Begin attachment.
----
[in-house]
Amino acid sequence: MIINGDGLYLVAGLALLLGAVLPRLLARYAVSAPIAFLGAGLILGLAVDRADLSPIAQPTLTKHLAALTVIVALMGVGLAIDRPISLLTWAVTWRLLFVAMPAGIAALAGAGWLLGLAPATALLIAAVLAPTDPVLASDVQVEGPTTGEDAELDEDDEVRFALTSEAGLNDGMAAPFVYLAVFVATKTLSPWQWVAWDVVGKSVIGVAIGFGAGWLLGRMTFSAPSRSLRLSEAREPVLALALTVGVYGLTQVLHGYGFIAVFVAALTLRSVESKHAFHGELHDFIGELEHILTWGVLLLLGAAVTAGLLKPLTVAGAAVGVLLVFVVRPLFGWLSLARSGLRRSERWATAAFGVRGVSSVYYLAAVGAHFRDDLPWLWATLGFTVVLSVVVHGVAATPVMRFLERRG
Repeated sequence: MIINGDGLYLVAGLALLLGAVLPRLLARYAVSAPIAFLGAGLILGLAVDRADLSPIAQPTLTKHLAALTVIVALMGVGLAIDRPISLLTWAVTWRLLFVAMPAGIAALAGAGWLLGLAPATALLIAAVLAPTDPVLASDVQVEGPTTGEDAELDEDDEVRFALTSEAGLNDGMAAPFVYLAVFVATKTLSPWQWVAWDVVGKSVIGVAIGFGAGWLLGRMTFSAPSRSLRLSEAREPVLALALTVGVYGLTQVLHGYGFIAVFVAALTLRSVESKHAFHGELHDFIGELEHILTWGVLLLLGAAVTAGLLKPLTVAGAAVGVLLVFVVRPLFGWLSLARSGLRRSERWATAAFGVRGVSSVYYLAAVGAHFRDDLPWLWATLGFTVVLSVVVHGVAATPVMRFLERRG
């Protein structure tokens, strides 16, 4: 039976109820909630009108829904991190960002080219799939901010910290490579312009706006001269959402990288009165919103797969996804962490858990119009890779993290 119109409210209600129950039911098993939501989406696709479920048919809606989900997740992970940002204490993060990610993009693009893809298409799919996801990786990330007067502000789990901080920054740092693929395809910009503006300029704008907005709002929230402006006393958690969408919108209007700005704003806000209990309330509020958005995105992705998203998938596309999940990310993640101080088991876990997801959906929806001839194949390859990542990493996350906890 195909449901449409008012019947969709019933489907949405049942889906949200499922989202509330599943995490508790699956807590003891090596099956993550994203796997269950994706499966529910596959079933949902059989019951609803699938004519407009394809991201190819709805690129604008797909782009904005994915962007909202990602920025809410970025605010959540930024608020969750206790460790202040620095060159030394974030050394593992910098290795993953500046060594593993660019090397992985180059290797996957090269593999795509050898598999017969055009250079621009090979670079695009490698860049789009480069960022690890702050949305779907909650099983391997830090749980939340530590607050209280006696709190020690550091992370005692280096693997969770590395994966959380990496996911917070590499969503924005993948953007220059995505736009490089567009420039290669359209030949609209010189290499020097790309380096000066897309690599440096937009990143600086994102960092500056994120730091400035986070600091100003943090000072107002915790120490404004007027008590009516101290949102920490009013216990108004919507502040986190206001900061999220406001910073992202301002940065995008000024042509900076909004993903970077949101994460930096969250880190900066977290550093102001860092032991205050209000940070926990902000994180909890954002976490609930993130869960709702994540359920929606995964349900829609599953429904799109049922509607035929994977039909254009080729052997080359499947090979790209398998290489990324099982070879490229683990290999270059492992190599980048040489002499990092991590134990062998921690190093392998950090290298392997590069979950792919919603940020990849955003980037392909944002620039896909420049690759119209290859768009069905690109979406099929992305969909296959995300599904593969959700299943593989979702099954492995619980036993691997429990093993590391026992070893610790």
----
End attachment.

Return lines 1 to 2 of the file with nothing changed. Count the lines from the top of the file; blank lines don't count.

[in-house]
Amino acid sequence: MIINGDGLYLVAGLALLLGAVLPRLLARYAVSAPIAFLGAGLILGLAVDRADLSPIAQPTLTKHLAALTVIVALMGVGLAIDRPISLLTWAVTWRLLFVAMPAGIAALAGAGWLLGLAPATALLIAAVLAPTDPVLASDVQVEGPTTGEDAELDEDDEVRFALTSEAGLNDGMAAPFVYLAVFVATKTLSPWQWVAWDVVGKSVIGVAIGFGAGWLLGRMTFSAPSRSLRLSEAREPVLALALTVGVYGLTQVLHGYGFIAVFVAALTLRSVESKHAFHGELHDFIGELEHILTWGVLLLLGAAVTAGLLKPLTVAGAAVGVLLVFVVRPLFGWLSLARSGLRRSERWATAAFGVRGVSSVYYLAAVGAHFRDDLPWLWATLGFTVVLSVVVHGVAATPVMRFLERRG